By Christopher Patterson @ChrisFPatterson and Lorna Moxham @LornaMoxham
Evidence-based practice (EBP) is a fundamental aspect of nursing education and informs safe and effective nursing practice. However, it is well documented that nurses are not implementing EBP at the ‘levels considered desirable and recommended by scientific and international organizations [such as the International Council of Nurses and World Health Organization]’, (Baixinho et al. 2022, p. 6784). This is a cause for concern for all nursing, and in the context of mental health care, particularly where recovery-oriented practice, which is founded on evidence, and is considered best practice, it sets alarm bells ringing
MENTAL HEALTH RECOVERY
Patricia Deegan’s (1993, p. 8) seminal definition of recovery reminds us that, ‘the concept of recovery is rooted in the simple yet profound realization that people who have been diagnosed with a mental illness are human beings’. Davidson et al. (2010, p. 3) define recovery as the ‘restoration of a meaningful and productive life for the person living with a mental illness’. Recovery-based practice then seeks the provision of relational care that promotes a person’s realisation of meaningful self. This evidence based caring approach is therapeutic in the way that it provides opportunities for people to explore their strengths and capabilities in a supported setting to help develop greater perceived control (of self and illness), social connectedness and self-determination.
A recovery-orientated therapeutic approach for people living with mental health issues and mental illness has come to be seen as the current best practice in a range of fields including psychology, psychiatry, social work, counselling, occupational therapy, and nursing (Jorgensen, Hansen, Karlsson 2022; Davidson, Rakfeldt & Strauss 2010). However, while services are expected to provide this, research on how recovery occurs in mental health services, is lacking (Jorgensen, Hansen, Karlsson 2022). Further, for pre-registration nursing students, although recovery-oriented practice is theoretically taught as best practice for mental health, their experience on clinical experience placement is described as being different, often negative, and replete with attitudes that reek of stigma (Moxham, Taylor, Patterson, Perlman, Brighton, Sumskis, Keough & Heffernan, 2016)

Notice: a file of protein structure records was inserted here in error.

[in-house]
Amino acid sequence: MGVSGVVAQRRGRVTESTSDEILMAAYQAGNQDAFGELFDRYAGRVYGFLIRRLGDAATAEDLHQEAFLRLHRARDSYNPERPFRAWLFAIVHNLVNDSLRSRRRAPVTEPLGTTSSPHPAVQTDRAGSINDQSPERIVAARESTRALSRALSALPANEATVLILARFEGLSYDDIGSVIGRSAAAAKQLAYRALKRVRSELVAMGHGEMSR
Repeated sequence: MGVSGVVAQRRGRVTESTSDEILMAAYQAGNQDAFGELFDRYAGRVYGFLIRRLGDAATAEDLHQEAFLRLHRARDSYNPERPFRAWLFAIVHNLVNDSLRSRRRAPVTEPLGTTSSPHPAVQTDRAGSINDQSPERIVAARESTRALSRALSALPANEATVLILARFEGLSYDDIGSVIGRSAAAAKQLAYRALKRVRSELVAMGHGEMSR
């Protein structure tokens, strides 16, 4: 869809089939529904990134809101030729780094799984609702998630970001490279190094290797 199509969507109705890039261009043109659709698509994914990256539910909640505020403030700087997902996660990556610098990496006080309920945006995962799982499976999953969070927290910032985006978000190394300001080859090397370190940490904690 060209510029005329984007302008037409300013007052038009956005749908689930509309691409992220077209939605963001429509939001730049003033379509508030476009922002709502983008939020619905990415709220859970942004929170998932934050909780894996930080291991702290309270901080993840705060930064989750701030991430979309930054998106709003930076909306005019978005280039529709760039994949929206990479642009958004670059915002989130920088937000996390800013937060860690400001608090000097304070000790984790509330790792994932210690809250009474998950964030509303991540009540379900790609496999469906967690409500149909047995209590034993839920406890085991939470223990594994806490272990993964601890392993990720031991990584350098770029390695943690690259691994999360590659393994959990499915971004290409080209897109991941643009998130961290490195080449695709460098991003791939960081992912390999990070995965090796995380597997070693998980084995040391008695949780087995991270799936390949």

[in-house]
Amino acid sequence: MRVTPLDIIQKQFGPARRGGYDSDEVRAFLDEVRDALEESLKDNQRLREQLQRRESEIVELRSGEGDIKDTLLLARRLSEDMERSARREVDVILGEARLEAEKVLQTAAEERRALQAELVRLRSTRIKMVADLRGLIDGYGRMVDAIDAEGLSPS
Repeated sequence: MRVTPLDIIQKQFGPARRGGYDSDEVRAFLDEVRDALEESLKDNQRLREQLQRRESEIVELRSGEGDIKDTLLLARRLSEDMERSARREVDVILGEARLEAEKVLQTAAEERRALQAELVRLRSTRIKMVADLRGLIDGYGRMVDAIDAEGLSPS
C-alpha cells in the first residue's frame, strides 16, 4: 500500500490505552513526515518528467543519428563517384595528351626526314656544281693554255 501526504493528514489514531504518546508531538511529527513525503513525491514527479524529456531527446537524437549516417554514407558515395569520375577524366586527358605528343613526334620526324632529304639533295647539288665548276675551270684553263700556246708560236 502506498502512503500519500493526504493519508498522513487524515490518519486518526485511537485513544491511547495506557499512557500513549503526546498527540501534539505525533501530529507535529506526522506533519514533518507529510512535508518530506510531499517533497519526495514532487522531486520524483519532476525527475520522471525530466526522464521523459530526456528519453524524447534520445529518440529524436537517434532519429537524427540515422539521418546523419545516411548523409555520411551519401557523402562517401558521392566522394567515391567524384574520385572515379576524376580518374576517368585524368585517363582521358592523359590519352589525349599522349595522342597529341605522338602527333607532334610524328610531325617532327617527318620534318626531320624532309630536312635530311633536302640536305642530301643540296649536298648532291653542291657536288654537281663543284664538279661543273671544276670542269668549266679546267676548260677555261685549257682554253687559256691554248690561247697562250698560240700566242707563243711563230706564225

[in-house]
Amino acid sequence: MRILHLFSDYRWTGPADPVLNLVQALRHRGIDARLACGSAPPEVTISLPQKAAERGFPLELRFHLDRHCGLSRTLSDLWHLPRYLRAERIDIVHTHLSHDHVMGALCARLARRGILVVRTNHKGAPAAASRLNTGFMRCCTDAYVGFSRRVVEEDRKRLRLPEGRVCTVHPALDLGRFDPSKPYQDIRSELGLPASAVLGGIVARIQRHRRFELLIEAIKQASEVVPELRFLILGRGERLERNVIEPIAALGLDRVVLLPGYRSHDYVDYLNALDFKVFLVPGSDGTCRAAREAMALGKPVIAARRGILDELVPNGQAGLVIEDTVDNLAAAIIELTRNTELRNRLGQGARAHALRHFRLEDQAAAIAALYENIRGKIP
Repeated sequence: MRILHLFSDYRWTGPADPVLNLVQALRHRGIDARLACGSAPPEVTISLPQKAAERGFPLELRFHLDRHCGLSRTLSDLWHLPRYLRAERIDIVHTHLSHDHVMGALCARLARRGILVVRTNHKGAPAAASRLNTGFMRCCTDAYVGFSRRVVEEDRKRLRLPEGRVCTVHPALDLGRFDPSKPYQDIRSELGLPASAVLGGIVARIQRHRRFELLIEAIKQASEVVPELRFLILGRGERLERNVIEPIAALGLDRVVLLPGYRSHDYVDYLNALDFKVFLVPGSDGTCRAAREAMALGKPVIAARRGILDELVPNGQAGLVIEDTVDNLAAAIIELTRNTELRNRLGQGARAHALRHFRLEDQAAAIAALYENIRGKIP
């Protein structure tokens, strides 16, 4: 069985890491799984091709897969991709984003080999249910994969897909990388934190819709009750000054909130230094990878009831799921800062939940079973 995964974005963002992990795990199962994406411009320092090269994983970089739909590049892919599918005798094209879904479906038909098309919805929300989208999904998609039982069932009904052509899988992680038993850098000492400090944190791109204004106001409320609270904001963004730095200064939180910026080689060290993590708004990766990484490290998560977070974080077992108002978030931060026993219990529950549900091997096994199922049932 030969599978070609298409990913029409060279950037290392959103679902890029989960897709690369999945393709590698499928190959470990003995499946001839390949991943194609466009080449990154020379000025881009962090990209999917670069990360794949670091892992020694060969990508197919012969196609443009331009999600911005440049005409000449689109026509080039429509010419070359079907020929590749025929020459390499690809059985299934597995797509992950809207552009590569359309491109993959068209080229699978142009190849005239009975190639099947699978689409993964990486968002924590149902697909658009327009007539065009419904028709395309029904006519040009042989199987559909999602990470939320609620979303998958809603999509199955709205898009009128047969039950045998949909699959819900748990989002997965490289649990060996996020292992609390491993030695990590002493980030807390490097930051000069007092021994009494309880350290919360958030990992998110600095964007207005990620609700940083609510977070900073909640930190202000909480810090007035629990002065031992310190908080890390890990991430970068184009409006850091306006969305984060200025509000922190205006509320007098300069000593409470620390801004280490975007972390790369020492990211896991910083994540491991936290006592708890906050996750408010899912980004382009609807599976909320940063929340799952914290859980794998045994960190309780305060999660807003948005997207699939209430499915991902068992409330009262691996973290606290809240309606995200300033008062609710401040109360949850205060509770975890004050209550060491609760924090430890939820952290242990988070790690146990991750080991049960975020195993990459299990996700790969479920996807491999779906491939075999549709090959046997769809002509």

Heard the phrase “clinical is pinnacle”? That’s because, clinical placement is a core component of pre-registration undergraduate health programmes and it’s where students get to be ‘in the real world’, applying what they learn in the classroom. Using the Australian context as an example, Bachelor of Nursing (BN) students are expected to undertake 800 hours of clinical placement experiences across a range of nursing disciplines including mental health. Evidence-based, best-practice models that delivery recovery-oriented care are needed. And one such example of an evidenced based clinical placement is – Recovery Camp.
RECOVERY CAMP: CLINICAL PLACEMENT
Recovery Camp is an innovative, evidence-based program that has been shown to be effective in improving the mental health and well-being of people with mental illness (Picton et al, 2018), reduce stigmatizing attitudes of nursing students (Moxham et al, 2016), and the mental health competence (and confidence of nursing students (Cowley et al, 2016). The core purpose of the Recovery Camp model is twofold: to provide an immersive, recovery-orientated clinical placement experience for health students; and, to provide a recovery-orientated experience for people living with a mental illness.
Recovery Camp is a four-night, five-day immersive program that is led by a team of experienced mental health professionals and academic researchers. The program has received a national teaching award and its pedagogy is based on the principles of recovery-oriented mental health care – which emphasizes the importance of empowerment, hope, and self-determination – and on the principles of therapeutic recreation – which facilitate therapeutic gain through the implementation of leisure and activity. The structured program includes a variety of activities that are designed to move students into the zone of proximal development (Vgotsky, 1978). That is, to move them into the space just beyond their independent ability, but into a space that they can find success with the support of a more capable other. In this instance ‘other’ being, specialist facilitators and experts by experience. To do this, learning opportunities that promote team problem solving, social connection and community, as well as physical and mental health and recovery are scheduled. Learning activities include hiking, camping, team sports, art therapy, and music therapy.